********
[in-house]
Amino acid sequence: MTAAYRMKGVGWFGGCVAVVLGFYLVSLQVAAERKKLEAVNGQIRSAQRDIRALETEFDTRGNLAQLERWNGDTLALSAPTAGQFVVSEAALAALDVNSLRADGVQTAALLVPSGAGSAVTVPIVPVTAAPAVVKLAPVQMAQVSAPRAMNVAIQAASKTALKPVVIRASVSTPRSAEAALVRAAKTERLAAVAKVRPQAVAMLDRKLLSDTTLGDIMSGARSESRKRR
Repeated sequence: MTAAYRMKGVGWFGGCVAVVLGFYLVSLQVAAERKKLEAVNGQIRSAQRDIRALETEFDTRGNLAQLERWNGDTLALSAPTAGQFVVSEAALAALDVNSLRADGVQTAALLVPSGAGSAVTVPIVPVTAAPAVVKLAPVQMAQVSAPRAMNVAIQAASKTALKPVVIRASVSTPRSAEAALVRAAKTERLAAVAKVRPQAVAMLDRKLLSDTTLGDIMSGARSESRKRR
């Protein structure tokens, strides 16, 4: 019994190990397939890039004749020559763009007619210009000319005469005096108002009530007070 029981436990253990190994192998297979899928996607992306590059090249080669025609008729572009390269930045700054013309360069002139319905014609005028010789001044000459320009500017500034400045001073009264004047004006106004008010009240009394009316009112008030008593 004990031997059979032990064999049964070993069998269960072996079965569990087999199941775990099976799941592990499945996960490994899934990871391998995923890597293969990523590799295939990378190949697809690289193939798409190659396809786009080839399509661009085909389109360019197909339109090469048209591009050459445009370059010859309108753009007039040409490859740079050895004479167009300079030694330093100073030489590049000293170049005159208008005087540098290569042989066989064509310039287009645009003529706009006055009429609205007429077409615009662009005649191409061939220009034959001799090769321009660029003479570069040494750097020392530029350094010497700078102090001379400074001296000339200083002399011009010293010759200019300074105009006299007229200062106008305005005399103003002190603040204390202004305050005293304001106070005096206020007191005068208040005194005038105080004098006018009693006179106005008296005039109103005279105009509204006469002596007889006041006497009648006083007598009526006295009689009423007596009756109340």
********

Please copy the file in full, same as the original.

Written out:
[in-house]
Amino acid sequence: MTAAYRMKGVGWFGGCVAVVLGFYLVSLQVAAERKKLEAVNGQIRSAQRDIRALETEFDTRGNLAQLERWNGDTLALSAPTAGQFVVSEAALAALDVNSLRADGVQTAALLVPSGAGSAVTVPIVPVTAAPAVVKLAPVQMAQVSAPRAMNVAIQAASKTALKPVVIRASVSTPRSAEAALVRAAKTERLAAVAKVRPQAVAMLDRKLLSDTTLGDIMSGARSESRKRR
Repeated sequence: MTAAYRMKGVGWFGGCVAVVLGFYLVSLQVAAERKKLEAVNGQIRSAQRDIRALETEFDTRGNLAQLERWNGDTLALSAPTAGQFVVSEAALAALDVNSLRADGVQTAALLVPSGAGSAVTVPIVPVTAAPAVVKLAPVQMAQVSAPRAMNVAIQAASKTALKPVVIRASVSTPRSAEAALVRAAKTERLAAVAKVRPQAVAMLDRKLLSDTTLGDIMSGARSESRKRR
């Protein structure tokens, strides 16, 4: 019994190990397939890039004749020559763009007619210009000319005469005096108002009530007070 029981436990253990190994192998297979899928996607992306590059090249080669025609008729572009390269930045700054013309360069002139319905014609005028010789001044000459320009500017500034400045001073009264004047004006106004008010009240009394009316009112008030008593 004990031997059979032990064999049964070993069998269960072996079965569990087999199941775990099976799941592990499945996960490994899934990871391998995923890597293969990523590799295939990378190949697809690289193939798409190659396809786009080839399509661009085909389109360019197909339109090469048209591009050459445009370059010859309108753009007039040409490859740079050895004479167009300079030694330093100073030489590049000293170049005159208008005087540098290569042989066989064509310039287009645009003529706009006055009429609205007429077409615009662009005649191409061939220009034959001799090769321009660029003479570069040494750097020392530029350094010497700078102090001379400074001296000339200083002399011009010293010759200019300074105009006299007229200062106008305005005399103003002190603040204390202004305050005293304001106070005096206020007191005068208040005194005038105080004098006018009693006179106005008296005039109103005279105009509204006469002596007889006041006497009648006083007598009526006295009689009423007596009756109340």